'Fogg' rewritten as Shell steers clear of Africa

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* He inspired Steve Coogan Michael Palin and a generation of Victorian explorers. Now Phileas Fogg has his strangest imitator yet: the multinational oil firm Shell.

In a bid to underline its "green" credentials, Shell is currently sending a fleet of Volkswagen Golfs in Fogg's footsteps, on an expedition "around the world in 50 fill-ups".

The big idea is to win a place in the Guinness Book of Records for circumnavigating the globe in the most fuel-efficient manner possible. This will require Shell's specially customised vehicles to stop for petrol fewer than 50 times.

It sounds like a simple enough PR stunt. But there is one major hitch: both Phileas Fogg and his later imitators travelled across north-east Africa.

Unfortunately, Shell has a - shall we say? - dodgy record in those parts, as a result of its ongoing operations in Nigeria.

Aside from occasional environmental difficulties, Shell's interests in Nigeria saw it on the receiving end of a widespread boycott during the Ken Saro-Wiwa affair of the 1990s.

With this in mind, the firm has decided against going near the continent of Africa. Instead, its Golfs, which left London 23 days ago, were flown straight from Greece to Pakistan.

Despite this strange itinerary, a spokesman for the firm insists politics had nothing to do with its route: "There are difficulties taking all the cars through customs," I'm told. "So it was decided going into Africa would cause too many problems."

* Sir Elton John is frequently said to possess the finest contacts book in showbusiness.

Interesting, then, to hear of Variety magazine's decision to sack Matt Wolf, its highly respected London theatre critic of the past 13 years.

The Hollywood "Bible" has dispensed with the likeable Wolf a few months after he wrote an unenthusiastic review of Sir Elton's musical, Billy Elliot.

That piece caused an almighty brouhaha at the magazine. Its editor-in-chief, Peter Bart - who is adept at sucking up to the likes of Sir Elton, left - went so far as to write and publish column slating Wolf.

"The job of critics is to deliver opinions, to be sure, but it is especially troubling for Variety critics to appear disdainful of 'audience' shows," it read.

Yesterday, Variety wouldn't discuss Wolf's sacking. However, the man himself smells fish.

"My review of Billy Elliot was mixed. I certainly didn't slam the show and liked parts," he said. "Was I sacked because of it? I've no idea. Stranger things have happened."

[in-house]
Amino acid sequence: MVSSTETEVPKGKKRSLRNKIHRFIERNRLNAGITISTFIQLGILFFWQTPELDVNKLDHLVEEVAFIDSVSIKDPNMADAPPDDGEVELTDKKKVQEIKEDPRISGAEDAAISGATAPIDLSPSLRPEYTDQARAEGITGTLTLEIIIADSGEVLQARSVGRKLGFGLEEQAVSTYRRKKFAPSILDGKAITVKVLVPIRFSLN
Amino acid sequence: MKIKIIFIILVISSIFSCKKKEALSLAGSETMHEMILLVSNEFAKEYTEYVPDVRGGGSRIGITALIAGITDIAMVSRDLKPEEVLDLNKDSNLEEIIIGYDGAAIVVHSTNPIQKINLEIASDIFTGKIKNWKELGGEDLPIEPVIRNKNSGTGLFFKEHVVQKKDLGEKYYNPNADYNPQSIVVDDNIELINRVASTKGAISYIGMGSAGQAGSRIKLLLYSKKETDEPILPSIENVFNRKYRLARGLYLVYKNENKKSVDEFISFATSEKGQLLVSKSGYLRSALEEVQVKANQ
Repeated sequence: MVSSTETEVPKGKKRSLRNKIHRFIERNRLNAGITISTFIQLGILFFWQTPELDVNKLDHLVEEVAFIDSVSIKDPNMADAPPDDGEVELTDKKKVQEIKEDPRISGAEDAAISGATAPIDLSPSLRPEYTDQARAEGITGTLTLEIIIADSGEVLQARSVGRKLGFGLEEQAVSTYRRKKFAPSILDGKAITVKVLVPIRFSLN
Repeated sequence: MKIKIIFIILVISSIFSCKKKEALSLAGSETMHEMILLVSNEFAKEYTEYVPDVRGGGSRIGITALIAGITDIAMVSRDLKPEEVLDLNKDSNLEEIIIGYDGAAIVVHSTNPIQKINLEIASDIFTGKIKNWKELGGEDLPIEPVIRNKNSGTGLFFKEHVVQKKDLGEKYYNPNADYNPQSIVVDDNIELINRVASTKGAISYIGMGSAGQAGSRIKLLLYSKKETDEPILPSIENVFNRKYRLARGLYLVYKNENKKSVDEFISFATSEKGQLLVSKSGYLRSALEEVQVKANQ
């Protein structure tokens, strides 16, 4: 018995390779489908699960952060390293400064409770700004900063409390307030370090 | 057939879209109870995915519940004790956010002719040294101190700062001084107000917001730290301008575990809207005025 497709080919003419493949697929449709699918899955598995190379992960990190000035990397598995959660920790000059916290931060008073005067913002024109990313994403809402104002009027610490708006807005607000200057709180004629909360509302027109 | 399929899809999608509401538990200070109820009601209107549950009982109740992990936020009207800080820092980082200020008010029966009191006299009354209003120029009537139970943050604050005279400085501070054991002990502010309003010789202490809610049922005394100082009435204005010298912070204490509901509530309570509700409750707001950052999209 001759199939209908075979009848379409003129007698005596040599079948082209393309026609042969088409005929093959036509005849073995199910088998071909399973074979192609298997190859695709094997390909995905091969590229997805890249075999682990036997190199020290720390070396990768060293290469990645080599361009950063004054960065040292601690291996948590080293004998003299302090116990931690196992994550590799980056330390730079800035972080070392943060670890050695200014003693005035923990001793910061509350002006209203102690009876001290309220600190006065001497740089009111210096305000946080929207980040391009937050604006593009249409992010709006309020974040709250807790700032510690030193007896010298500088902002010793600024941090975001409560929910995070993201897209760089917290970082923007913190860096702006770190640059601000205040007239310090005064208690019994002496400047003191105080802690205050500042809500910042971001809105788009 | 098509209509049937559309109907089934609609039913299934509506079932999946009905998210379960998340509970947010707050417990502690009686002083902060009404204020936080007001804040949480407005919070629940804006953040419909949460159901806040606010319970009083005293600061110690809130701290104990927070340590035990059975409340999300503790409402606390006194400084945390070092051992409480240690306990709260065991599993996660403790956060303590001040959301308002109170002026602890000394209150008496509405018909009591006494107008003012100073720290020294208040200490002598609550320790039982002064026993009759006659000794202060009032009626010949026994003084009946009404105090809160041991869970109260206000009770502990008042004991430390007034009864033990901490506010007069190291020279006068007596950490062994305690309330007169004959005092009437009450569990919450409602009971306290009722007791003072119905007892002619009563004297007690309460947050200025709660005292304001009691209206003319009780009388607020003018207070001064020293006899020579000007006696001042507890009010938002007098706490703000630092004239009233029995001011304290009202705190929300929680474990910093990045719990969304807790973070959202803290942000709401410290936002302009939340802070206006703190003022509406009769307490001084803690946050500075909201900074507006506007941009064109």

* Carol Thatcher cheerfully allowed the nation's couch potatoes to see her urinating on the floor of an Australian campsite.

She's got a similarly blasé attitude to news that her mother is the subject of an irreverent, Broadway-style revue called Thatcher: The Musical.

Indeed, tomorrow night, our former PM's daughter will travel to Warwick to see the show for herself.

"I'm looking forward to seeing it on Saturday very much indeed," she tells me. "In fact, I'm very lucky, because it has a very short run there before going on tour."

The show isn't entirely complimentary, though. It opens with an eight-foot tall handbag sliding across the stage, and features Lady T doing a seductive dance involving a feather boa.

Might Thatcher (jnr) take offence? "I'm not sure quite what to expect. But I shall be able to tell you what I think about it after I've seen the show."

* David Cameron's Tories ditched traditional "black tie" at their winter ball on Wednesday in favour of a modern dress code: "black and white".

The party's old guard was perturbed by the innovation, but members of the Notting Hill set took it in their stride.

Ed Vaizey, the MP for Wantage, underlined his trendy credentials by getting his new wife, Alex, to turn up in her wedding dress.

Friends spin this as an eco-friendly gesture, saying: "Bridal gowns take loads of energy to make, yet most people only wear them once."

Vaizey cites earthly reasons. "My wife's very economical," he says. "Besides, it was no meringue; it was an Alice Temperley evening dress."

* It's getting harder by the day to speak of Tessa Jowell without mentioning her nickname: "Nanny".

This week, Jowell's staff received a somewhat po-faced memo, banning them from bringing pets into work.

Apparently, a member of her PR team was recently spotted bringing a West Highland terrier called Angus into the office.

According to the memo, this is unacceptable, for reasons of health and safety.

These include: "hygiene, difficulties in evacuating the building in an emergency, and the possibility of the animal attacking employees and visitors, whether antagonised or not".

Under Jowell, staff at the Department for Culture, Media and Sport have grown used to this sort of nonsense.

Last year, they were formally warned against picking their nose and leaving "nasal matter" on DCMS walls.